The Croat government adopted its National Programme for Roma on 16 October 2003. It was the outcome of a lengthy consultation process (over three years) between the authorities and Roma NGOs, to which international experts contributed.
The section on "Monitoring and evaluation of the National Programme for Roma" provides for the establishment of a Commission for Monitoring the Implementation of the National Programme for Roma.
► This is an inter-ministerial commission, presided over by the Deputy Prime Minister with responsibility for social affairs and human rights, and brings together representatives of the various government agencies concerned. Its members also include a representative of civil society organisations active in the field of human rights and seven representatives of the Roma community, drawn from the Roma councils elected at local and regional level and from associations, as well as local government representatives.
► The method for designating the Roma participants is not well-defined in all cases. There is no doubt as to the legitimacy of those representing the Roma councils at local and regional level, but the criteria for selecting the associations' representatives are not clearly specified. Nor are the decision-making powers these members enjoy. (Are they present in a purely advisory capacity? Do they have a right of veto?)
► The commission has a pivotal role in the monitoring process. It is responsible for proposing amendments to the programme and systematically monitors its implementation. However, neither the frequency of its meetings nor its working methods are stipulated in the programme itself. The section on monitoring provides for it to be granted a budget of 100,000 kunas. However, it is by no means certain that this sum has in fact been allocated, in view of the government's difficulties in funding the programme as a whole in 2004.
► No information is given on the decision-making process within the commission. Nor is there anything on the monitoring indicators, on the basis of which the need for adjustments to the programme will be decided. Will these be qualitative and/or quantitative? It is important that the indicators should be defined from the start of the commission's work.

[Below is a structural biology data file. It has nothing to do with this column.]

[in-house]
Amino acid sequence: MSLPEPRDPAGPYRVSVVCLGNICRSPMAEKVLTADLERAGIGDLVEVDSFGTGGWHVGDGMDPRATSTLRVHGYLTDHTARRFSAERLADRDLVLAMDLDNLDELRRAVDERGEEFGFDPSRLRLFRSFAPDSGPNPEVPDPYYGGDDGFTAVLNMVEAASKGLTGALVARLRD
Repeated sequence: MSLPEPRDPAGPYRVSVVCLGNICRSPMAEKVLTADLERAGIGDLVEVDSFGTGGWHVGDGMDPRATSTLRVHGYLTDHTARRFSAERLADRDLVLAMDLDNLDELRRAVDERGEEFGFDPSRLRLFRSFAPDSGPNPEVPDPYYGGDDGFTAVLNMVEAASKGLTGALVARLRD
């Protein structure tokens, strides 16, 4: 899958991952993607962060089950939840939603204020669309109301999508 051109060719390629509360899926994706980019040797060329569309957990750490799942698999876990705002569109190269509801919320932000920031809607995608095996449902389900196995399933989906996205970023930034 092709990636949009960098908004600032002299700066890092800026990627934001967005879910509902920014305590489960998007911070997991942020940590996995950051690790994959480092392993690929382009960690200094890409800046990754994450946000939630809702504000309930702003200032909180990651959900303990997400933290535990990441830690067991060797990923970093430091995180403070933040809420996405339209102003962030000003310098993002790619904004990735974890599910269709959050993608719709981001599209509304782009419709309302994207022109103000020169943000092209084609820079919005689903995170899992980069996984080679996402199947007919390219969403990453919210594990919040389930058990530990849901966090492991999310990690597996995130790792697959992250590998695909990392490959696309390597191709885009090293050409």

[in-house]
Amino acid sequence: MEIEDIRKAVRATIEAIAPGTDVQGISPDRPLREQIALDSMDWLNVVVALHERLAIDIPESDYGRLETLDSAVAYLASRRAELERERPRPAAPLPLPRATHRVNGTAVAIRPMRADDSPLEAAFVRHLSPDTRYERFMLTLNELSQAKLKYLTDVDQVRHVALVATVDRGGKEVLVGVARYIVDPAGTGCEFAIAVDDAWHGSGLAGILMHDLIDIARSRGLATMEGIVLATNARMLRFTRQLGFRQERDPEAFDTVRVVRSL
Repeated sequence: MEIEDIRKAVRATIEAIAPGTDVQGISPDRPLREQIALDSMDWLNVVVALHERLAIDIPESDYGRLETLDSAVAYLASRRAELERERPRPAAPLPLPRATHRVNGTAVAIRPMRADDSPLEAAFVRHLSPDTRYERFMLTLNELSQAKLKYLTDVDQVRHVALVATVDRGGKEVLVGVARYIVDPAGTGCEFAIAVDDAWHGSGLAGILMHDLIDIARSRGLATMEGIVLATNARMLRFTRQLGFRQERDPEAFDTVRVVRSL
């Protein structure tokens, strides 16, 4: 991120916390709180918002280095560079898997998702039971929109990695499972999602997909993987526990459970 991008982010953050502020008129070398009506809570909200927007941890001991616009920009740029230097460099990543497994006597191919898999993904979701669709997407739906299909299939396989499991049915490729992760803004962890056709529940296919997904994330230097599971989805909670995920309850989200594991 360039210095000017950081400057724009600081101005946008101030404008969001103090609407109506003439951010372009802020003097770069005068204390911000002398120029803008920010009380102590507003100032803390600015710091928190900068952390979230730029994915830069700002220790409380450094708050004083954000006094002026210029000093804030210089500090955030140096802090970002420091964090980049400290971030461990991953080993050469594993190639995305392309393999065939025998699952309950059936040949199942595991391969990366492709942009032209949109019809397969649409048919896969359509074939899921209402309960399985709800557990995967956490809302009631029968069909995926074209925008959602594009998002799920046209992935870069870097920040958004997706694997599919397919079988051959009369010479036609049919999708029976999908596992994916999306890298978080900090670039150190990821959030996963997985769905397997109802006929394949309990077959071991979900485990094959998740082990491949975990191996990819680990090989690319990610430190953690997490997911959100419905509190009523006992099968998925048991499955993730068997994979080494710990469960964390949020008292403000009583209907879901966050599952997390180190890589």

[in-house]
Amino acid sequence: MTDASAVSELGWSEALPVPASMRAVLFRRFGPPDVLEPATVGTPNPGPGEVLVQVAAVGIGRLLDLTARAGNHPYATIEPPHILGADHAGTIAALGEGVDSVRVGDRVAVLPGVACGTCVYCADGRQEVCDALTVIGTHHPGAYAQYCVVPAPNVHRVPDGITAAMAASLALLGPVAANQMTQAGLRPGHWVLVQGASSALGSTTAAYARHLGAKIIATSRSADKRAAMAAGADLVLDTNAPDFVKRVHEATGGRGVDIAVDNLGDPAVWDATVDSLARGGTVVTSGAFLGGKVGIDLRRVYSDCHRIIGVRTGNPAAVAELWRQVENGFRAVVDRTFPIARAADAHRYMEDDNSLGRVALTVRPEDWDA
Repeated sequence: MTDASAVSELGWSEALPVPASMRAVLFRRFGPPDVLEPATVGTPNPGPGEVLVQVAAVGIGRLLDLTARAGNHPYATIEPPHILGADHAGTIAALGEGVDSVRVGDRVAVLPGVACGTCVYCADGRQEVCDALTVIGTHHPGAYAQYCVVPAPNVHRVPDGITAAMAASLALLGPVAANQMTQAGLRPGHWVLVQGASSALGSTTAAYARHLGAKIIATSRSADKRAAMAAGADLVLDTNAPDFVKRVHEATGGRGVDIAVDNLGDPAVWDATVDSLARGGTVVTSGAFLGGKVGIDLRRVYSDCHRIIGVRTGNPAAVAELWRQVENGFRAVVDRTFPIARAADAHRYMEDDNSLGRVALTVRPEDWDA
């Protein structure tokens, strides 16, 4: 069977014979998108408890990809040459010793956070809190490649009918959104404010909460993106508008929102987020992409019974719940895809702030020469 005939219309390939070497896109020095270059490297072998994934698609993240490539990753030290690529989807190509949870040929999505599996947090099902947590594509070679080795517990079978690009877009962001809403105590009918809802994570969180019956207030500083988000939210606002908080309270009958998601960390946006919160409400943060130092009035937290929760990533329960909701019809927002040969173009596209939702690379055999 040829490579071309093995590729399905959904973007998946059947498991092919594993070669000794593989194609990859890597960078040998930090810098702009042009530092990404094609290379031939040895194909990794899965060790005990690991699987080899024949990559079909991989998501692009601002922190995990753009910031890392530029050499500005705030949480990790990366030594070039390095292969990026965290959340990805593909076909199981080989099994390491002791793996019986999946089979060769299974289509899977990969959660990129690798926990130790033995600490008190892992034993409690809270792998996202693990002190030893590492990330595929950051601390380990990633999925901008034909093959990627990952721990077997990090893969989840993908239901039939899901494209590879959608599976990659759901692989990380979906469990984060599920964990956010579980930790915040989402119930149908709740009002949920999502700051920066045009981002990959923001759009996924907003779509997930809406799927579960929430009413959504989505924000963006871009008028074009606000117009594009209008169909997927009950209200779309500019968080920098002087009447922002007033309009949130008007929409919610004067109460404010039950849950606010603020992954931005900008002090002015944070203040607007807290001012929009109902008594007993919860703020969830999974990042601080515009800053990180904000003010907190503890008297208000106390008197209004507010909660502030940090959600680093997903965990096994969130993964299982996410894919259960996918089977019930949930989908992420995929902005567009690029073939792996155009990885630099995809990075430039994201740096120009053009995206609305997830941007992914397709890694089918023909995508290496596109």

► With regard to transparency, the commission is required to submit an annual report on the programme's implementation, taking account of reports by the various ministries and government agencies and by "other bodies responsible for the implementation of the measures". It is not clear whether this encompasses any reports or observations by Roma representatives or associations, or whether the latter will have a right to comment before the report's publication.
► It is the Office for National Minorities of the government of the Republic of Croatia which is responsible for coordination and administrative tasks. However, the office has apparently not received any additional human or financial resources with a view to fulfilling this new function, which could have implications for its effectiveness.
The Czech Republic's national programme, entitled "Roma Integration Policy Concept", was adopted under a Government Resolution on 14 June 2000 and was subsequently updated in 2002 and 2003.
The annual updating of the programme includes an evaluation of the fulfilment of tasks assigned to each ministry. The Government Commissioner for Human Rights, through the Deputy Prime Minister (who chairs the councils mentioned below), is required to submit an annual report to the government on the programme's implementation and to make proposals.